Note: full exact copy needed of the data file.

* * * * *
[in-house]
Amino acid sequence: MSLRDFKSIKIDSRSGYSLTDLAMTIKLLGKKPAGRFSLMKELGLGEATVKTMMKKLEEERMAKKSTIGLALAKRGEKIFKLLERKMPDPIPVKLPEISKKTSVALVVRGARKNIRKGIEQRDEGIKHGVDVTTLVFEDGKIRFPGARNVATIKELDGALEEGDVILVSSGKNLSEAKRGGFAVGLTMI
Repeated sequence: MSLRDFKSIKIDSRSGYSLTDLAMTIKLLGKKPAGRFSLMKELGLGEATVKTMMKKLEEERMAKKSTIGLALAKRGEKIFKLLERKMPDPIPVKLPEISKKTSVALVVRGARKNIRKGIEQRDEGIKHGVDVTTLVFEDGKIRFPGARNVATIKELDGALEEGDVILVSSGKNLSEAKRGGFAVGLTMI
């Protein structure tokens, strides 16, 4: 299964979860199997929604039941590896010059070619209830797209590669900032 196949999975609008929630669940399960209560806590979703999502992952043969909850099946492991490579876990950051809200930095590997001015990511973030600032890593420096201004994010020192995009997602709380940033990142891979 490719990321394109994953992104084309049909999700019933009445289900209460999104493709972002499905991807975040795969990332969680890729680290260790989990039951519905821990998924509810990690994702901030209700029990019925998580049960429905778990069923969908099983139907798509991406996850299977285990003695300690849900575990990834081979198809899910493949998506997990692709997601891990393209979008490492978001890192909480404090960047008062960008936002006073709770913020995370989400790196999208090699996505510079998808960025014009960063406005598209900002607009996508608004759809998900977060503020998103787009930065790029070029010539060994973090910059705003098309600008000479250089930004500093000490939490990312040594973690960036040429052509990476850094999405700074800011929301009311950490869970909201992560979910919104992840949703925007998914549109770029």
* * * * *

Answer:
[in-house]
Amino acid sequence: MSLRDFKSIKIDSRSGYSLTDLAMTIKLLGKKPAGRFSLMKELGLGEATVKTMMKKLEEERMAKKSTIGLALAKRGEKIFKLLERKMPDPIPVKLPEISKKTSVALVVRGARKNIRKGIEQRDEGIKHGVDVTTLVFEDGKIRFPGARNVATIKELDGALEEGDVILVSSGKNLSEAKRGGFAVGLTMI
Repeated sequence: MSLRDFKSIKIDSRSGYSLTDLAMTIKLLGKKPAGRFSLMKELGLGEATVKTMMKKLEEERMAKKSTIGLALAKRGEKIFKLLERKMPDPIPVKLPEISKKTSVALVVRGARKNIRKGIEQRDEGIKHGVDVTTLVFEDGKIRFPGARNVATIKELDGALEEGDVILVSSGKNLSEAKRGGFAVGLTMI
């Protein structure tokens, strides 16, 4: 299964979860199997929604039941590896010059070619209830797209590669900032 196949999975609008929630669940399960209560806590979703999502992952043969909850099946492991490579876990950051809200930095590997001015990511973030600032890593420096201004994010020192995009997602709380940033990142891979 490719990321394109994953992104084309049909999700019933009445289900209460999104493709972002499905991807975040795969990332969680890729680290260790989990039951519905821990998924509810990690994702901030209700029990019925998580049960429905778990069923969908099983139907798509991406996850299977285990003695300690849900575990990834081979198809899910493949998506997990692709997601891990393209979008490492978001890192909480404090960047008062960008936002006073709770913020995370989400790196999208090699996505510079998808960025014009960063406005598209900002607009996508608004759809998900977060503020998103787009930065790029070029010539060994973090910059705003098309600008000479250089930004500093000490939490990312040594973690960036040429052509990476850094999405700074800011929301009311950490869970909201992560979910919104992840949703925007998914549109770029």